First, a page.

While market leader Cisco is looking beyond its core LAN switching market for growth, smaller competitors with brands found more often in the aisles of PC World and Dixons are gaining ground in small and midsize businesses.

Even as Cisco looks to address smaller markets with its Linksys-One initiative - which combines Cisco and Linksys gear with MCI converged services for as many as 100 small-business end users - Cisco may find that many smaller businesses are getting what they need for LAN and wireless LAN (WLAN) technology from D-Link, Netgear, SMC and others.

Cisco has held the dominant position in market share for the LAN switch revenue for most of this decade. But in terms of the number of ports sold and installed, smaller vendors are giving the company a run. For 2004, Cisco held 68 percent of the $2.9 billion world-wide LAN switch market, according to market research firm In-Stat; however, it shipped only 28 percent of the 3.8 million ports sold. Right behind Cisco was D-Link, with 20 percent of shipments. Cisco's own Linksys SOHO brand was third, with 12.5 percent, and consumer networking power Netgear followed closely, with 11.5 percent.

Businesses follow consumers
Much of the shipment success of smaller firms is because of increased demand for Ethernet ports in consumer markets, such as broadband-enabled homes with integrated routers/LAN switches. But businesses also are putting what they call simple, effective LAN switch products from such vendors to work.

"The world-wide SMB market has approximately 80 million potential customers," says Norm Bogen, an analyst with In-Stat. Many of these firms use the Internet as an integral part of doing business, with technologies such as WLANs and Gigabit Ethernet evolving in small offices.

One such firm is ImageSource, a firm that sells document and image-management technologies. The company recently used D-Link switches to build a LAN based on Gigabit Ethernet in the core and 10/100Mbit/s at the edge.

The need for Gigabit came as the company's bandwidth needs ballooned: High-resolution image management for clients involves scanning more than 1,100 pages of documents per day and up to 300GB of digital storage, says Shadrach White, the company's CTO. White says that sending 5MB files over the LAN was taking as long as 12 minutes, and backing up a day's work took almost as long as it did to produce it - 18 hours over the network.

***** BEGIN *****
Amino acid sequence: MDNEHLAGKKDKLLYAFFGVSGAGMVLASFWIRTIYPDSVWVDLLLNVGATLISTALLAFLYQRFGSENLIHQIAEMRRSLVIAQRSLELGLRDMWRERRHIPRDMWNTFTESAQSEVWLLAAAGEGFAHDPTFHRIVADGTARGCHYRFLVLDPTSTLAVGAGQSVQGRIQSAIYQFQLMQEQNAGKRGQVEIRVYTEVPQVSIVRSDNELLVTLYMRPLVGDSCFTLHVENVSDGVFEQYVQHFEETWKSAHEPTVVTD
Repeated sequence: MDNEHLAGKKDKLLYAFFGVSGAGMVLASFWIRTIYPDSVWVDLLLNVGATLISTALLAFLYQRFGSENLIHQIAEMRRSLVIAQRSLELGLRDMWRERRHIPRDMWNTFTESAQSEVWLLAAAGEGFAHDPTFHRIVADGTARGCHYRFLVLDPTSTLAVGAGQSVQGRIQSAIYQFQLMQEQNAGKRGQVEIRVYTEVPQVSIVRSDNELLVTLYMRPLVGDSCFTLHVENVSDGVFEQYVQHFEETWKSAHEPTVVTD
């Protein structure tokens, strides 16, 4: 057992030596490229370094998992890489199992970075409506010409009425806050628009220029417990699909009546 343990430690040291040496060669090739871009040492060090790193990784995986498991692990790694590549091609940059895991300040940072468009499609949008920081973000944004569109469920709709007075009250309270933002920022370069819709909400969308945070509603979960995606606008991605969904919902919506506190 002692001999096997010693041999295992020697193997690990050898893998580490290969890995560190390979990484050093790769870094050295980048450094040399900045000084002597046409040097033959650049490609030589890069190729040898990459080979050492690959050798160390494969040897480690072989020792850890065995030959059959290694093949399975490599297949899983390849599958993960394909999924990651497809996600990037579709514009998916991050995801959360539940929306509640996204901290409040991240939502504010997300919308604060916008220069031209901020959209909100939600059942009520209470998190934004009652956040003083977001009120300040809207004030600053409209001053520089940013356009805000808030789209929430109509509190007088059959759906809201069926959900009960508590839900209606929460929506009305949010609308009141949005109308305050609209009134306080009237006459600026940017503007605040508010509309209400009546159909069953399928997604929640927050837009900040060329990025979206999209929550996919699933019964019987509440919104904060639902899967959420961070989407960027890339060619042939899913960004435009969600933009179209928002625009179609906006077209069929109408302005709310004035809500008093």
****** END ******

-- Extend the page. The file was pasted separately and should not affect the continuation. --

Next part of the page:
The firm uses DXS-3350SR stackable switches in its core, which connect 15 servers and high-end workstations with Gigabit Ethernet links. These switches also are used to connect 100 workstations and workgroup servers via 10/100 links, with Gigabit links back to the two core switches. (Each port on the boxes can run at 10/100/1000Mbit/s).

With Layer 3, triple-speed Ethernet and slots for four fibre-based uplink ports, the DXS-3350SR matches up approximately to Cisco's Catalyst 3750 stackable switch. But the $3600 (£2090) price for the D-Link boxes was a better fit for ImageSource than the 48-port Catalyst 3750, which starts at around $14,000 (£8125).

When wireless is the best option
Business WLAN deployments are another area where consumer-focused network companies are finding success. Recently, the Crowne Plaza Hotel in Irvine, California, wired 335 guest rooms with Ethernet links, and provided WLAN access for guests and hotel staff with a mix of equipment from Netgear. David Giron, chief engineer for the hotel, priced a combined LAN/WLAN infrastructure (from a vendor that he would not name) at around $80,000 (£46,400). This was a mixed wired and wireless architecture that would connect users via WLAN only in the hotel lobby and some public areas, Giron says.

Instead, the hotel went completely wireless. The network now consists of Netgear ME103 ProSafe WLAN access points deployed individually in guest rooms, and some access points equipped with extended-range antennas for common areas, such as the lobby. The equipment cost $4000 (£2320).

Another firm deploying networks for hospitality customers says SMC is its network gear of choice. Integration firm Insystcom installed Ethernet LAN and very high bit-rate Digital Subscriber Line (VDSL)-based in-room broadband access technology for resort hotels in the Caribbean and aboard cruise ships. The company used SMC Ethernet switches and VDSL nodes for these installations. It uses SMC TigerAccess Extended Ethernet VDSL technology, which allows for 15Mbit/s links to guest rooms via existing telephone wiring. The wire connects rooms as far as 5000 feet away from SMC switches, which tie the room into the overall LAN and connect to the Internet.

"It's not just cost," says Wil Riner, CEO of Insystcom, about the reason he uses SMC gear in his deployments. "It's [SMC's] understanding of the application. It's the packaging. A lot of the equipment goes right into the rooms - not the typical data centre/wiring closet environments of a corporation."

He says the fact that SMC has a strong background in designing gear for the consumer networking market helps the product succeed in hotel deployments.

"It has a lot to do with the acceptability," he says. "How intrusive and how big are [are the devices]?"